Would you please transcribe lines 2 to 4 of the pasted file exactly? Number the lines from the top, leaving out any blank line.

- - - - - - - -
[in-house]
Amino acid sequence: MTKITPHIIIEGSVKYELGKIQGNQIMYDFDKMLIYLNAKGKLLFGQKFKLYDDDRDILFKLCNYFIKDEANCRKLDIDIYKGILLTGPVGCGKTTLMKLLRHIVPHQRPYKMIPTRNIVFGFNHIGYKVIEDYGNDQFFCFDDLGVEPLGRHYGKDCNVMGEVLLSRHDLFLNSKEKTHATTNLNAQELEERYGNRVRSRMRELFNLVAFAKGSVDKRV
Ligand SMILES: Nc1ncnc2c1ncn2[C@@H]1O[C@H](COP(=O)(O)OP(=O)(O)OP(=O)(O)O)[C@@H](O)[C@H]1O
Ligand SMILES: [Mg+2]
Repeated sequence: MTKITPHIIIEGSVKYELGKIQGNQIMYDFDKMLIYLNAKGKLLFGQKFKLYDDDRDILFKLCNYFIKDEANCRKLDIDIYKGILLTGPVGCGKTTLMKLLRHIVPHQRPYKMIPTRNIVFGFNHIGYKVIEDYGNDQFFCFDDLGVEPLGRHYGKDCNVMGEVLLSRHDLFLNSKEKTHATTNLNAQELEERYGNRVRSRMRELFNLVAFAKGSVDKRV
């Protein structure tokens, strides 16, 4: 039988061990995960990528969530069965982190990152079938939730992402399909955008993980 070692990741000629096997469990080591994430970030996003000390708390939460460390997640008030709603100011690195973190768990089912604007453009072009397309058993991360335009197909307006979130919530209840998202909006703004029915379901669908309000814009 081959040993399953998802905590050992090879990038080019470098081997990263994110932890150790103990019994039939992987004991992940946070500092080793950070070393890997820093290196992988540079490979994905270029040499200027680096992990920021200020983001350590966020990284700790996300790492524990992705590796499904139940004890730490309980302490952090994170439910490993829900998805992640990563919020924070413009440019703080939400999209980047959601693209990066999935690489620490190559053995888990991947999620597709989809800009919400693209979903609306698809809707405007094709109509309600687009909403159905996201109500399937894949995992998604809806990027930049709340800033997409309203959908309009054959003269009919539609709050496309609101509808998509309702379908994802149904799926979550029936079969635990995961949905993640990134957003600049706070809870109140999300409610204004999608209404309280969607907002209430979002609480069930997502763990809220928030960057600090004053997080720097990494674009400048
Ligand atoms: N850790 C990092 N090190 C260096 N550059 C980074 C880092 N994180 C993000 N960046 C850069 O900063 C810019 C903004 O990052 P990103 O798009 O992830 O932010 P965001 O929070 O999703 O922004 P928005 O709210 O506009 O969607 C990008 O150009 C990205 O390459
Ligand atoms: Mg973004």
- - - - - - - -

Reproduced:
Amino acid sequence: MTKITPHIIIEGSVKYELGKIQGNQIMYDFDKMLIYLNAKGKLLFGQKFKLYDDDRDILFKLCNYFIKDEANCRKLDIDIYKGILLTGPVGCGKTTLMKLLRHIVPHQRPYKMIPTRNIVFGFNHIGYKVIEDYGNDQFFCFDDLGVEPLGRHYGKDCNVMGEVLLSRHDLFLNSKEKTHATTNLNAQELEERYGNRVRSRMRELFNLVAFAKGSVDKRV
Ligand SMILES: Nc1ncnc2c1ncn2[C@@H]1O[C@H](COP(=O)(O)OP(=O)(O)OP(=O)(O)O)[C@@H](O)[C@H]1O
Ligand SMILES: [Mg+2]